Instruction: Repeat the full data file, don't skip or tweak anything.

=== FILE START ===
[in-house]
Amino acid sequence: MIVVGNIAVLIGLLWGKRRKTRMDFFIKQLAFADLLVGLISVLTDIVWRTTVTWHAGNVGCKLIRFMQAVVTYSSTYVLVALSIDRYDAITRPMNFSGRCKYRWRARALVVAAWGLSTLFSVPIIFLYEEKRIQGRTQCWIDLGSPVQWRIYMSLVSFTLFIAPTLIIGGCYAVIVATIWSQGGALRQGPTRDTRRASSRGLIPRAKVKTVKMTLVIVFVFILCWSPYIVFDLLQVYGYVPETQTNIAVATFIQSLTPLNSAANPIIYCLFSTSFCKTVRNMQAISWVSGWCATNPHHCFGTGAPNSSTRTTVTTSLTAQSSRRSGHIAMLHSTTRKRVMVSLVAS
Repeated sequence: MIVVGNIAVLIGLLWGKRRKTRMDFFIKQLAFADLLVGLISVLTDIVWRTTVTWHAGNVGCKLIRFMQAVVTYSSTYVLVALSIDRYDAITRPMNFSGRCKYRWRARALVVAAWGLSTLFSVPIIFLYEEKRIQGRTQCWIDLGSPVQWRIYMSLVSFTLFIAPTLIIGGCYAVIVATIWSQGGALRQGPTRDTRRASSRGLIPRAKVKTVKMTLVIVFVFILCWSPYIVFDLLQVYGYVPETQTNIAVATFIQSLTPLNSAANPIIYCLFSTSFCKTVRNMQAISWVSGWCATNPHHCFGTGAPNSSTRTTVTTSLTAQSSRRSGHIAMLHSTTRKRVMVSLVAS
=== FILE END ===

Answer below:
[in-house]
Amino acid sequence: MIVVGNIAVLIGLLWGKRRKTRMDFFIKQLAFADLLVGLISVLTDIVWRTTVTWHAGNVGCKLIRFMQAVVTYSSTYVLVALSIDRYDAITRPMNFSGRCKYRWRARALVVAAWGLSTLFSVPIIFLYEEKRIQGRTQCWIDLGSPVQWRIYMSLVSFTLFIAPTLIIGGCYAVIVATIWSQGGALRQGPTRDTRRASSRGLIPRAKVKTVKMTLVIVFVFILCWSPYIVFDLLQVYGYVPETQTNIAVATFIQSLTPLNSAANPIIYCLFSTSFCKTVRNMQAISWVSGWCATNPHHCFGTGAPNSSTRTTVTTSLTAQSSRRSGHIAMLHSTTRKRVMVSLVAS
Repeated sequence: MIVVGNIAVLIGLLWGKRRKTRMDFFIKQLAFADLLVGLISVLTDIVWRTTVTWHAGNVGCKLIRFMQAVVTYSSTYVLVALSIDRYDAITRPMNFSGRCKYRWRARALVVAAWGLSTLFSVPIIFLYEEKRIQGRTQCWIDLGSPVQWRIYMSLVSFTLFIAPTLIIGGCYAVIVATIWSQGGALRQGPTRDTRRASSRGLIPRAKVKTVKMTLVIVFVFILCWSPYIVFDLLQVYGYVPETQTNIAVATFIQSLTPLNSAANPIIYCLFSTSFCKTVRNMQAISWVSGWCATNPHHCFGTGAPNSSTRTTVTTSLTAQSSRRSGHIAMLHSTTRKRVMVSLVAS